Shadow Levelling Up Secretary Lisa Nandy has set out the five main issues the Opposition wants to see from the Levelling Up White Paper, including better connected towns and villages and safe and welcoming town centres.
Meanwhile, Sheffield is among the first locations to benefit from a new regeneration fund, announced as the Government’s Levelling Up White Paper is expected to be made public within days.
Ms Nandy said: “For all the talk of levelling up, we have been completely shortchanged. The Prime Minister has handed us a fiver, but nicked a tenner.
“Instead of delivering good jobs in every part of Britain, the Prime Minister is hopelessly distracted trying to save his own.
“This must end now. It simply will not be good enough to give us more of the same – pots of our money to scrap over – without real power on what it’s spent on or a few new mayors.
“We need to change the settlement of our country back in favour of those who built it. That means growing our economy by ensuring jobs and prosperity are spread fairly across the country so you don’t have to move hundreds of miles away just to get on.”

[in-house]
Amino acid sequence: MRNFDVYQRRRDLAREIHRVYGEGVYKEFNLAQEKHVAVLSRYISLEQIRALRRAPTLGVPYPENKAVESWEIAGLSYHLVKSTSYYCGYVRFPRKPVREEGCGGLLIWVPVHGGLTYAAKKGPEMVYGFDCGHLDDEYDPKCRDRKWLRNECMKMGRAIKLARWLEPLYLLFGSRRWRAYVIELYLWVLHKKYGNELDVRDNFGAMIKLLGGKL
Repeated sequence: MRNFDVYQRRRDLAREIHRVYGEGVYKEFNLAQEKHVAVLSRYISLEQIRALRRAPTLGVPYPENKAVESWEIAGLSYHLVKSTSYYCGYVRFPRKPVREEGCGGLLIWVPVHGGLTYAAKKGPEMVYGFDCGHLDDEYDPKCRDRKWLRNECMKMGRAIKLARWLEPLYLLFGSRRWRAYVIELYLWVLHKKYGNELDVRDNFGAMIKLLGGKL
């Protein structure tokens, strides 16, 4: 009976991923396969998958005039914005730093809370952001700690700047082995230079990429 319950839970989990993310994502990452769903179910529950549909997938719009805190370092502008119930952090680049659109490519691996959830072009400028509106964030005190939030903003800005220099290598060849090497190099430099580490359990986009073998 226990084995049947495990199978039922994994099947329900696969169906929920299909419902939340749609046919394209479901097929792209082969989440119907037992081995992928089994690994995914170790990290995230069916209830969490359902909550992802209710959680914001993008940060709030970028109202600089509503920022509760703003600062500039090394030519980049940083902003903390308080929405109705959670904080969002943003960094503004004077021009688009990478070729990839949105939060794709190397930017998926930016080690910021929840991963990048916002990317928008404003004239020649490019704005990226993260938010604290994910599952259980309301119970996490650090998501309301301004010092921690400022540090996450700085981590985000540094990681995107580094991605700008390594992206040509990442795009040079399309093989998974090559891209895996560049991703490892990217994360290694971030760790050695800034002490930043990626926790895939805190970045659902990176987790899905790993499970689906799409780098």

The long-awaited Levelling Up White Paper, which will set out the Government’s flagship General Election pledge to tackle regional inequalities in detail, has faced repeated delays.
However, Sheffield, alongside Wolverhampton in the West Midlands, will be the first of 20 areas to see a “radical new regeneration programme”.
The programme, from the Department for Levelling Up, Housing, and Communities, will “breathe fresh life into disadvantaged communities” across England, Ministers said.
The £1.5bn Brownfield Fund will be made available from April, and is made up of cash promised at the last Budget.
Levelling Up Secretary Michael Gove said: “We are on a mission to regenerate the nation, transforming derelict areas in our towns and cities into thriving places people are proud to live and work in.
“This huge investment in infrastructure and regeneration will spread opportunity more evenly and help to reverse the geographical inequalities which still exist in the UK.”
A Government spokesperson said: “This analysis is misleading – it doesn’t take into account funding already allocated and ignores the fact that areas are still receiving EU structural funding and will continue to do so until the end of 2023.
“UK-wide funding for the UK Shared Prosperity Fund, worth over £2.6 billion, will ramp up to at least match receipts from EU structural funds, which on average reached around £1.5 billion per year.
“In addition, our proposed 2022/23 settlement makes an extra £3.5 billion available to councils, including funding for adult social care reform. This is an increase of over 4% in real terms, which will ensure councils across the country have the resources they need to deliver key services.”